We’ve been in Paris three months now and my French has improved dramatically. I can even argue eloquently over email with the landlord over the black mold in our bathroom without resorting to Google translate. Times of duress bring out the best of my French Immersion French. But having been taught by Quebecois teachers in Vancouver, my French is a little old fashioned, if grammatically correct. Instead of “vente de souliers” (shoe sale) I say “vente de chaussures” which are something that Louis IV might have worn, possibly with a heel.
Murray, on the other hand, learned French while living in Antibes, on the Cote D’Azur, in his early 20s. He played semi-pro football for Nice’s “Les Pirates” which involved lots of smoking of Gitanes on the sidelines. He’s completely fluent in French swear words (naturally) and likes to say that he speaks French “come une vache Espagnol” (like a Spanish cow). When we first got here he ordered 8 slices of ham from the local butcher. Apparently, the butcher understood him to mean 8 kilograms of sliced ham. We ate a lot of ham that week.
Needless to say, it’s usually me who gets to ask the questions at the parent-teacher conferences. I even learned a new French expression at a school meeting this week. It’s the name for a grade 2 boy/girl dance party: Le Boom!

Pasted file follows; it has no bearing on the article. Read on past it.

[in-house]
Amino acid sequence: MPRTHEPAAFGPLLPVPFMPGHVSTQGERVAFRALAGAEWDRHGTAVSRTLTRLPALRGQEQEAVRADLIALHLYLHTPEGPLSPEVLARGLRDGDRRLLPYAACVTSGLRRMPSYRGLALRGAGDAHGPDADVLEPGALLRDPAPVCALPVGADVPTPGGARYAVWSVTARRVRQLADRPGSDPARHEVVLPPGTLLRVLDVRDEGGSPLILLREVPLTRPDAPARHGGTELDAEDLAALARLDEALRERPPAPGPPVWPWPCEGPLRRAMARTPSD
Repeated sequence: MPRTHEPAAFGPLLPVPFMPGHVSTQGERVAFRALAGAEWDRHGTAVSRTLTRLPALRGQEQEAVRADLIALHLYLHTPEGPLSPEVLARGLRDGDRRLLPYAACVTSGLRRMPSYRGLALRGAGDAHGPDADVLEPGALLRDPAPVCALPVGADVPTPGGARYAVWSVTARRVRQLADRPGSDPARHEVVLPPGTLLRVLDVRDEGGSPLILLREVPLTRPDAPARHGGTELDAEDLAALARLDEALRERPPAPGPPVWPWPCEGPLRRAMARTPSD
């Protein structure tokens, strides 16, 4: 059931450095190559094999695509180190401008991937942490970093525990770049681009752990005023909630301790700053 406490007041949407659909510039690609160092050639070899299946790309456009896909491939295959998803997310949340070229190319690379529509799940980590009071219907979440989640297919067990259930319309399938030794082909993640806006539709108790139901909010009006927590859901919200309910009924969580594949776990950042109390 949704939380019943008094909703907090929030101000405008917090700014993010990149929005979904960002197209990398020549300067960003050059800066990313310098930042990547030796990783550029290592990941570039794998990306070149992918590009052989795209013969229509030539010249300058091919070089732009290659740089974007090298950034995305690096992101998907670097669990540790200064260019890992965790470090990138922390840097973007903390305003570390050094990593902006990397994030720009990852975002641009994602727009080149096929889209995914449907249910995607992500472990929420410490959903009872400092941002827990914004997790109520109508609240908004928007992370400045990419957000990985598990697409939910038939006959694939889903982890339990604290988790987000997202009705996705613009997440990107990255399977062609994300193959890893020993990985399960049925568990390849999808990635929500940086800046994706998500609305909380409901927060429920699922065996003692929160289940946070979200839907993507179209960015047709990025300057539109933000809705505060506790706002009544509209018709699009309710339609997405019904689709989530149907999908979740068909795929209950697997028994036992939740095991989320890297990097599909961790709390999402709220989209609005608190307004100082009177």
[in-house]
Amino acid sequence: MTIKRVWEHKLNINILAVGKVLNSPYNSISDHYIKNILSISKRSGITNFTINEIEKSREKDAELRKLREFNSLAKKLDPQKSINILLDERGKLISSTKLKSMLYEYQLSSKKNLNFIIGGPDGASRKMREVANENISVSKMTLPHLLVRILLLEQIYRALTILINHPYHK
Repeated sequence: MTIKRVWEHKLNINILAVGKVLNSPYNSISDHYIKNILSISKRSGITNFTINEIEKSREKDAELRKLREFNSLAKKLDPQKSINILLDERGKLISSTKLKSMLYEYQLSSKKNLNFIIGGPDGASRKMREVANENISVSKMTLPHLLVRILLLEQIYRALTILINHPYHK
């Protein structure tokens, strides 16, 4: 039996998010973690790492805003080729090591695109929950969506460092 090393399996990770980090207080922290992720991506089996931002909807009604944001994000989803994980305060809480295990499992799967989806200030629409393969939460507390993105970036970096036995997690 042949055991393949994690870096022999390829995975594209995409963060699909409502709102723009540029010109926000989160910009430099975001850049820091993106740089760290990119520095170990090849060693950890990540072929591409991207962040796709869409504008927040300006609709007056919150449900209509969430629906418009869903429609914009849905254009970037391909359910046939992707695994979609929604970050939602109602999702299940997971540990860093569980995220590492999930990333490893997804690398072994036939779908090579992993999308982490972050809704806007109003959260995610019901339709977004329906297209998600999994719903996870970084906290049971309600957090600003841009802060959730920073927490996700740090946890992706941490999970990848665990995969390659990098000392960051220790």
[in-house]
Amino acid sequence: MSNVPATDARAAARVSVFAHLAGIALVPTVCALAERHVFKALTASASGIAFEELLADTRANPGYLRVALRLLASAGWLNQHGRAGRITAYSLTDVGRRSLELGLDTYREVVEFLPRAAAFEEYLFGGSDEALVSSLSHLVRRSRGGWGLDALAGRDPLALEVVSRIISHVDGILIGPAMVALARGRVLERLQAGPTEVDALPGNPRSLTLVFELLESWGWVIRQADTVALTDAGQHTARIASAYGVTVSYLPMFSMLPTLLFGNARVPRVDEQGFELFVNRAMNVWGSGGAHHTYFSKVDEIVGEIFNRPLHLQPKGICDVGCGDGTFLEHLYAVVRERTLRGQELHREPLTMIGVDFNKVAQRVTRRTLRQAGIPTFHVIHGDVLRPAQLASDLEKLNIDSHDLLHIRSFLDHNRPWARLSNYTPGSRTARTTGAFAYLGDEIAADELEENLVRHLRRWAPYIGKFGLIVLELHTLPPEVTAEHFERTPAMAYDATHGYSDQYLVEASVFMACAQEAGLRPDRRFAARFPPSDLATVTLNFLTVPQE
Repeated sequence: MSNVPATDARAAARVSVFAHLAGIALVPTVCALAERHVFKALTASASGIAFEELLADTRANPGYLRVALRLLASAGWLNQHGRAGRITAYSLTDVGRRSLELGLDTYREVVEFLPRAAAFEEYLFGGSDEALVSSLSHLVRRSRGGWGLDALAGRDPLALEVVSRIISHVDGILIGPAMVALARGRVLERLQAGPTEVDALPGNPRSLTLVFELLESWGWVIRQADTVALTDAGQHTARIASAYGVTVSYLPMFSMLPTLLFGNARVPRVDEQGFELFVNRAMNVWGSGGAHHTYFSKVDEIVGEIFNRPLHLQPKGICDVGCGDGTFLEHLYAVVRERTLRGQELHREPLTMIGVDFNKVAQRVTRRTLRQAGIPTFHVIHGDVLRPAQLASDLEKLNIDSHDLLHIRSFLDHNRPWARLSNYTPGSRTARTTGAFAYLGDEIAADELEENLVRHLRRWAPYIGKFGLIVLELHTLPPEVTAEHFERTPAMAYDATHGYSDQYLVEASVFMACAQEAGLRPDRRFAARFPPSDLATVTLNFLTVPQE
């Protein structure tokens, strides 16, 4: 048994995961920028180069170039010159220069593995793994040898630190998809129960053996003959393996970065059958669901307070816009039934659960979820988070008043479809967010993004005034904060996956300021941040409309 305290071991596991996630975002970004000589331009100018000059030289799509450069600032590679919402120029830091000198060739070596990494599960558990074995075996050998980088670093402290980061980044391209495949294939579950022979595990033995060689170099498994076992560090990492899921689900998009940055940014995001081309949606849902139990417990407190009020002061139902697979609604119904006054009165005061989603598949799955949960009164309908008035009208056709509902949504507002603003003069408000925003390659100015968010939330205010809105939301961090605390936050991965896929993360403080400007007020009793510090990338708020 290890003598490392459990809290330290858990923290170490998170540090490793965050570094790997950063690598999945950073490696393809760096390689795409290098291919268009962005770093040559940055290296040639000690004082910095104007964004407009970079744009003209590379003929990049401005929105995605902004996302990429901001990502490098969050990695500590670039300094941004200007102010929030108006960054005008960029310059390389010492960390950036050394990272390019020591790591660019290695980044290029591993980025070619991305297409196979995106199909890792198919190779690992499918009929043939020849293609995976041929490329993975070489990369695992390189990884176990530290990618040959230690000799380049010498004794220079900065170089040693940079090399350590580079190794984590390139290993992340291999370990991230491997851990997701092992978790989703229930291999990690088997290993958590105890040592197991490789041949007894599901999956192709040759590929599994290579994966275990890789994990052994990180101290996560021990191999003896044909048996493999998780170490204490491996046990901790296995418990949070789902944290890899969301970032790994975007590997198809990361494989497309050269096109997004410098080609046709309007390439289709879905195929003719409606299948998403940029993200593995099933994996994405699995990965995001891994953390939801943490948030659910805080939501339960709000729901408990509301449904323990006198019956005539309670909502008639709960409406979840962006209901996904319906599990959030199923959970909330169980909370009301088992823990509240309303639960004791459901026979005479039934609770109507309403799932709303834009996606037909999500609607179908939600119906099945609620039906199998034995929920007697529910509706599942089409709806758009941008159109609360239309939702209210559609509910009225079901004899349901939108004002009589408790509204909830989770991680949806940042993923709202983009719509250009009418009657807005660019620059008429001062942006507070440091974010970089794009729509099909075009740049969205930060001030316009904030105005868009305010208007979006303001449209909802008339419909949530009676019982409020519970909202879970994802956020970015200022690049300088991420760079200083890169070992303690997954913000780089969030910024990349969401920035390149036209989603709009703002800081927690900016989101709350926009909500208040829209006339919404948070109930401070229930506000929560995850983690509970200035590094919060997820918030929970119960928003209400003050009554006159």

The Anglification of French in Paris has lead to more than a few “malentendues” (misunderstandings). Last weekend I was making chit chat with the sales rep at a free Champagne tasting at our local wine store. As I sipped through three vintages of Perrier-Jouet on the sidewalk, I tried to tell him that I went to a party in San Francisco where they served magnums of vintage Krug Champagne with Doritos and spicy chicken wings. “Les ailes de poulet?” I tried. He looked confused. “Oh,” he finally exclaimed, “les wings!” And then, “Why not foie gras?”
There was also the time that I went to get a French manicure. “Un manicure Francais s’il vous plait” I said confidently to the nail tech. Long pause. “Oh, she said, you mean Le French?